Lewis Sampson’s Aspirations for Life After A Levels

Lewis Sampson TrainingLewis Sampson joined Seaford Sixth Form this year, and we had a chat with him about his aspirations for the future.

When did you start playing rugby?
I started playing for the Under 6s at Havant. My brother played there, so I went along too.


When did you start playing for London Irish?

When I was 13 or 14.

How do you balance training sessions and matches with your academic work?
In the Winter Term, we’re playing all week, and even in the holidays we have quite a lot of training and matches at London Irish. So you’ve got to have a schedule and set a timetable to balance it all out. For example I’ll work in the evening if I’ve been training all day, or I’ll revise on the journey to matches. As I train on a Monday at London Irish, I like to get all my work done before, so I’m not behind on Tuesday. Playing a lot of rugby has really taught me to plan.

How does the training team at Seaford help you?
Mr Bowden is experienced, which really helps. Mr Green is a good mentor when we’re playing the game. He had a really good temperament when he played, and he really helps us to keep our heads and to keep our cool. You don’t want to get carried away in rugby. Matt Kouris and Lewis Sampson

What are your highlights from your time playing at Seaford?
Beating Christ’s Hospital 35-10.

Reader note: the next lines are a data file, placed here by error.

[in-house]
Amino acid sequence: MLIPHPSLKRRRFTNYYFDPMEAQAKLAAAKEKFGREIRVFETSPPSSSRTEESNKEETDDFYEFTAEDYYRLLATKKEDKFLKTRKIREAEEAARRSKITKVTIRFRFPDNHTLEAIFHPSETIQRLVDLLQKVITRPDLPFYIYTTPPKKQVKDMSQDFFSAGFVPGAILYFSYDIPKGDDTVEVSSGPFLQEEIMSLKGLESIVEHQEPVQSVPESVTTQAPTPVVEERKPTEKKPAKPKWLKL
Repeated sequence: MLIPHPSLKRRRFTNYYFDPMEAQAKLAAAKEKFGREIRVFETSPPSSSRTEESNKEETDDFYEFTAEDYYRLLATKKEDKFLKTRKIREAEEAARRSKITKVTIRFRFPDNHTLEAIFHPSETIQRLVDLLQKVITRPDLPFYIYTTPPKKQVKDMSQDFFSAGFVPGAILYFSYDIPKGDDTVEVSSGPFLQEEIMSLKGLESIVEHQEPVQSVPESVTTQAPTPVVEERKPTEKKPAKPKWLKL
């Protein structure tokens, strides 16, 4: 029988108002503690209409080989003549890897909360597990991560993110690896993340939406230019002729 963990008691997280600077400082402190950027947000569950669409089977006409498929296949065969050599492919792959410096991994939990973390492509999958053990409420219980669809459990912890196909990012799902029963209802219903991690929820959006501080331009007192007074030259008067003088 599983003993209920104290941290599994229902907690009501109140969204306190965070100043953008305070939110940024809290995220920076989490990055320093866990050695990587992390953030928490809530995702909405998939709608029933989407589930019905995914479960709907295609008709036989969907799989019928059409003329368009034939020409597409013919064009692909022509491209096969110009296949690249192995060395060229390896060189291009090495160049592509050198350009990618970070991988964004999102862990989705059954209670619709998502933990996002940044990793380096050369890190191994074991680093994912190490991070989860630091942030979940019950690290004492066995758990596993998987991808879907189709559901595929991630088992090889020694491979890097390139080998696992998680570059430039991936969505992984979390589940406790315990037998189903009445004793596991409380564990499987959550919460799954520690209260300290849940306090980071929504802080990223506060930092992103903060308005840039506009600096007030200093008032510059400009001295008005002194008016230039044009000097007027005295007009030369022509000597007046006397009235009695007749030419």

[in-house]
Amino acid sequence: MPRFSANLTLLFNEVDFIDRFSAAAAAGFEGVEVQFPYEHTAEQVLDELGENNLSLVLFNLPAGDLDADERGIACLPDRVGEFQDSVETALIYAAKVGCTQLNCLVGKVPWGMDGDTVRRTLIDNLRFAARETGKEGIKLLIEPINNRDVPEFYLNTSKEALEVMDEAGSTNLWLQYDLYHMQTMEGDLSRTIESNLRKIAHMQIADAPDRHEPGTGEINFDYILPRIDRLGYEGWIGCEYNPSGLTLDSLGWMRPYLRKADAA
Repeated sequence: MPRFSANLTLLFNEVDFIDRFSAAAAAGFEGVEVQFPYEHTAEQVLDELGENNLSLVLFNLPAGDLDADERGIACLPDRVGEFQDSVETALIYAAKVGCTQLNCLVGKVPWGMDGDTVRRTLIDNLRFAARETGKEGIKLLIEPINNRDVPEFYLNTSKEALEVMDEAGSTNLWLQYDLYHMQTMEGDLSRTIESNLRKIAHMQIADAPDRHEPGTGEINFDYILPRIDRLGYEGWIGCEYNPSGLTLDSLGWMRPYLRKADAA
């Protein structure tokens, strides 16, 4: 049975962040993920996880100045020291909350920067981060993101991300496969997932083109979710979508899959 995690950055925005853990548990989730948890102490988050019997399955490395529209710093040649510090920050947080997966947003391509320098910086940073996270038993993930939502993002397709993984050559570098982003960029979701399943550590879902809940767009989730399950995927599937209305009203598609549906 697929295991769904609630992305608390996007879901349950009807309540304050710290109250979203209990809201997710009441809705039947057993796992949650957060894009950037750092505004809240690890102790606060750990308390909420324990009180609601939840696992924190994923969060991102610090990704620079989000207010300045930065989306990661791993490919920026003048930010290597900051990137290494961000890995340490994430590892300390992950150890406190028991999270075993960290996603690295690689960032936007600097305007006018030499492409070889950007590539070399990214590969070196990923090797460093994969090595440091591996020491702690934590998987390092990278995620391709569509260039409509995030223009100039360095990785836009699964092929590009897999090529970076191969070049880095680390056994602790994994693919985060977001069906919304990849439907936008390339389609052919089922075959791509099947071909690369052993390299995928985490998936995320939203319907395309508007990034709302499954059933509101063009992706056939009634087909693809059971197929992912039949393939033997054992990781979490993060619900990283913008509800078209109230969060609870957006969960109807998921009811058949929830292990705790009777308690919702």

What are your aspirations for the future?
Both Matt [Kouris] and I would like to get contracts to play professionally. I’d like to make London Irish and get into the England squad. We’re both in the U18 side at London Irish, so if we play well, we should get a contract. At the end of next year we find out if we’ve got contracts, and if we’re successful, we’d be training with the 1st team, playing for the 2nd team. I’d like to do a business management degree as well, just so I have something to fall back to. You never know when you’re going to get injured in rugby.

Matt Kouris and Lewis Sampson TrainingWhat would be your top tips for other pupils hoping to follow in your path?
Never aim too high. Go for it and train hard. Try and get opportunities, contact your coaches, get feedback on what you need to improve on. You have to expect setbacks and bounce back harder; there are always going to be opportunities. It is a hard pathway: lots of people are fighting for the same thing. You’ve got to be vigorous.

What else have you gained from playing rugby?
I’ve made really good friendships. In rugby we have a type of camaraderie that is different from other sports. After the game, we hug and congratulate our opposite number. You just don’t get that in football, and we learn that from our coaches.

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